Life on China’s low-speed trains
China introduced its first high-speed railway service in 2008. But instead of following the “bullet train” craze, photographer Qian Haifeng, a former blue-collar worker, set out to document the country’s old, slow trains.  “I went in the other direction,” says Qian, “Treading the opposite path from the way the nation was supposedly heading, on the slow, obscure services, the cheap old trains without air conditioners – the ‘green trains’.” The green trains are cheap and often delayed. They sometimes have no air conditioning or heating.  The third-class-carriage tables are piled high with sunflower seeds and peanut shells, Qian says. Some long-distance commuters are trying to sleep, heads prop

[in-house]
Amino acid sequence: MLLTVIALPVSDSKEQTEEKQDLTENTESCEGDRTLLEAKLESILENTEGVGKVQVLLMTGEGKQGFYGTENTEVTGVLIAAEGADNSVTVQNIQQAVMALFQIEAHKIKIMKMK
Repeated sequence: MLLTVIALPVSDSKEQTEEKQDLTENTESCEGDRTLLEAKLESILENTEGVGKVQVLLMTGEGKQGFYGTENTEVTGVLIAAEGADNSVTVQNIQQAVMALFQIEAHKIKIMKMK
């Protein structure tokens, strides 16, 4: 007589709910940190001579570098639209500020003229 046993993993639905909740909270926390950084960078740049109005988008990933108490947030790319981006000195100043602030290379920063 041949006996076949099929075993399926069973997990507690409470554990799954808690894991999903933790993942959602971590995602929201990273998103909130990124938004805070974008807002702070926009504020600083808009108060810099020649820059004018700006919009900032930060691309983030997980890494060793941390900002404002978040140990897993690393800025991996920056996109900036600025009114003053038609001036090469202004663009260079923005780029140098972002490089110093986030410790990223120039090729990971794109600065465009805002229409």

Life on China’s low-speed trains